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An Interview with Ima Black, a WWII-era WAVES Sailor

March 16, 2020 | By Mass Communication Specialist 2nd Class (SW/AW) Mutis A. Capizzi, Naval History and Heritage Command

Naval History and Heritage Command (NHHC) hosted Mrs. Ima Black, widow of the Navy's first Master Chief Petty Officer of the Navy Delbert Black, for a tour of the National Museum of the United States Navy (NMUSN) Sept. 20, 2019. The tour gave Black a chance to see pieces from NHHC's expansive collection, including uniforms and memorabilia from her husband's service as well as her own time in service as a Navy Women Accepted for Volunteer Emergency Service (WAVES). President Franklin D. Roosevelt signed into law the establishment of the WAVES on July 30, 1942. Establishing the WAVES was a lengthy effort, but just one year later in July 1943, 27,000 women wore the WAVES uniform.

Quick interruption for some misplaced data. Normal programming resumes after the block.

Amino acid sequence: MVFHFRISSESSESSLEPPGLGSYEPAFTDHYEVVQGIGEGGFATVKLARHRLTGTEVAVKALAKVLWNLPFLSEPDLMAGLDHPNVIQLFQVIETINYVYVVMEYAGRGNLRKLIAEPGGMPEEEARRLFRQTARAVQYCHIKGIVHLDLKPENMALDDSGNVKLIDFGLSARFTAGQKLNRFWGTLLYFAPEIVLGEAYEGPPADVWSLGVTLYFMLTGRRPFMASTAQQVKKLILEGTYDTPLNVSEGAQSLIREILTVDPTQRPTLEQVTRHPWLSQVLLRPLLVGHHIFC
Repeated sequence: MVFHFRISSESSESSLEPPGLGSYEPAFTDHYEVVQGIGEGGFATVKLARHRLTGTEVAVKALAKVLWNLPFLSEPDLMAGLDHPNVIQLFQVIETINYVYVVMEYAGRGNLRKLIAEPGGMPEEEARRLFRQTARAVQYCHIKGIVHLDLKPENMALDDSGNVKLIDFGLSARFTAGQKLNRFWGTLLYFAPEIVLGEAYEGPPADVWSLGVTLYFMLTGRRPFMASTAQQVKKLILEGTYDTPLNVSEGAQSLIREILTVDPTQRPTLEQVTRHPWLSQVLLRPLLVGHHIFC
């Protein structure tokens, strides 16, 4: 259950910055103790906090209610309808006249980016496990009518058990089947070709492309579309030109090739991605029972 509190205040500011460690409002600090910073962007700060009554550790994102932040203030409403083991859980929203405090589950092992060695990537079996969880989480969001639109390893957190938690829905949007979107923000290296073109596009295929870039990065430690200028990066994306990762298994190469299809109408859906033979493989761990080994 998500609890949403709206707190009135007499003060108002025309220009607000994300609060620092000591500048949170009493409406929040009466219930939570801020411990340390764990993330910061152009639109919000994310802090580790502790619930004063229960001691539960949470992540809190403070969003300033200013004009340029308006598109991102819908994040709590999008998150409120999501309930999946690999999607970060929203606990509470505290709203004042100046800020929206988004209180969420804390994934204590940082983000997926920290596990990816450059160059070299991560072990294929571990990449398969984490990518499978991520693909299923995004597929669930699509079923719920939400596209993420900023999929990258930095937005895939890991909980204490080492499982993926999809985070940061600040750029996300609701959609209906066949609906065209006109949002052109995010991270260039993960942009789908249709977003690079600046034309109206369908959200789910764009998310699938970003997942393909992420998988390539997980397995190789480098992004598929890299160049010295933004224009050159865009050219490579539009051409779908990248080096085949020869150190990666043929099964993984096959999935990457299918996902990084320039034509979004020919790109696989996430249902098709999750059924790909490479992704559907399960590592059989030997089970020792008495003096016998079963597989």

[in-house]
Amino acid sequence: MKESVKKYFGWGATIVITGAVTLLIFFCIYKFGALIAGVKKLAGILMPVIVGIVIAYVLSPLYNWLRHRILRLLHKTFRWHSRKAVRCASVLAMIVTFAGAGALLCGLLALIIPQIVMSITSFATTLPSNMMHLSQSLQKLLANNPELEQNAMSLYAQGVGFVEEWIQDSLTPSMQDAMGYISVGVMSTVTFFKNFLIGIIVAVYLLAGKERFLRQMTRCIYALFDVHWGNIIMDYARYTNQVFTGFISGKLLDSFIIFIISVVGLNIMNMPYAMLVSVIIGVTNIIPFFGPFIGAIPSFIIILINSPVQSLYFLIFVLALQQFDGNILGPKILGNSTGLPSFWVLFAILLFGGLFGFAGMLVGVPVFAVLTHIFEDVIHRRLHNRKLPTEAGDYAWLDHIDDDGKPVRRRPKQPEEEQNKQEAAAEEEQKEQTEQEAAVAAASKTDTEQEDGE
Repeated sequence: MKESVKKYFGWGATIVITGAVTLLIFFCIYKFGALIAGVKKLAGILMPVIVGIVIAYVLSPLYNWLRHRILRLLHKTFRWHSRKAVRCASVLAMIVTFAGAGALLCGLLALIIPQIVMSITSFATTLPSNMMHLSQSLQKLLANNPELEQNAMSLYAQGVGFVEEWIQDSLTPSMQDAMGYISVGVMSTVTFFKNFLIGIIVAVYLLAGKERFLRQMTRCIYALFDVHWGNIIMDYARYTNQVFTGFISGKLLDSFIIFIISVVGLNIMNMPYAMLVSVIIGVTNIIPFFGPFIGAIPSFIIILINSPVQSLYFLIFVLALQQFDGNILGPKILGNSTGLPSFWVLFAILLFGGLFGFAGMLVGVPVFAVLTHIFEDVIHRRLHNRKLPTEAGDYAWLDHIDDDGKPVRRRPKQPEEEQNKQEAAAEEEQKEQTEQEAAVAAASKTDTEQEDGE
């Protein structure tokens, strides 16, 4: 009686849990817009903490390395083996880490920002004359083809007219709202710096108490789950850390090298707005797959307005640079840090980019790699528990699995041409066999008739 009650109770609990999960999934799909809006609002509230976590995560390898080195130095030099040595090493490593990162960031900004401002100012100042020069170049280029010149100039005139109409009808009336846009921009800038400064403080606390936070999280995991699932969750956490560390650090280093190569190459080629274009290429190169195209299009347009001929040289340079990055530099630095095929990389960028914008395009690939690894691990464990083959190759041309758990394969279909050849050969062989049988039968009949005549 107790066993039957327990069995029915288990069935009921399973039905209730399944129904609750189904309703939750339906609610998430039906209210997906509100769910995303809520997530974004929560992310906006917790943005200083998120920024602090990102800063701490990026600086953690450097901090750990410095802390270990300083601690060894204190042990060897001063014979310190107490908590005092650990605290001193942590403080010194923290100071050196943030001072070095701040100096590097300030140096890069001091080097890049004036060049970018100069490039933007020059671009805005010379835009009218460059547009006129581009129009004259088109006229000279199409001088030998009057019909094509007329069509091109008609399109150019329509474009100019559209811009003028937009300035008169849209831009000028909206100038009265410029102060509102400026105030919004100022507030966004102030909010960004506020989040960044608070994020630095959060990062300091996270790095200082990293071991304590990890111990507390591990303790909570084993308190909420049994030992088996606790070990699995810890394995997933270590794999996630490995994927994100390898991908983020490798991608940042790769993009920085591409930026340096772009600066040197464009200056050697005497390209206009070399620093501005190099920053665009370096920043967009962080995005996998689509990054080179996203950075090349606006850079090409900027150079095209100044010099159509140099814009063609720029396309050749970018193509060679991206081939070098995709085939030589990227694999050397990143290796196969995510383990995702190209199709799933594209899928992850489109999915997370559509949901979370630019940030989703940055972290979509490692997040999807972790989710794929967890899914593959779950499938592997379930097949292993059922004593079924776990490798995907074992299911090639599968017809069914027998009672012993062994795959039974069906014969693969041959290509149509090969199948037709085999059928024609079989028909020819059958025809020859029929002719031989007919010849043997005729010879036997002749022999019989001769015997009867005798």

It also allowed NHHC staff the opportunity to learn more about Black and her effect on the Navy's history. In these short interviews, Black describes her experience in the Navy.

What inspired you to join the Navy?

How did your parents react to your enlistment?

What was your first experience on a Navy base like?

How did you meet Delbert Black?

What is your advice to women in service today?

Do you have any advice for junior Sailors in the Fleet today?

How did you feel about the Navy naming a ship for your husband?

Why do you think Delbert Black was chosen for MCPON?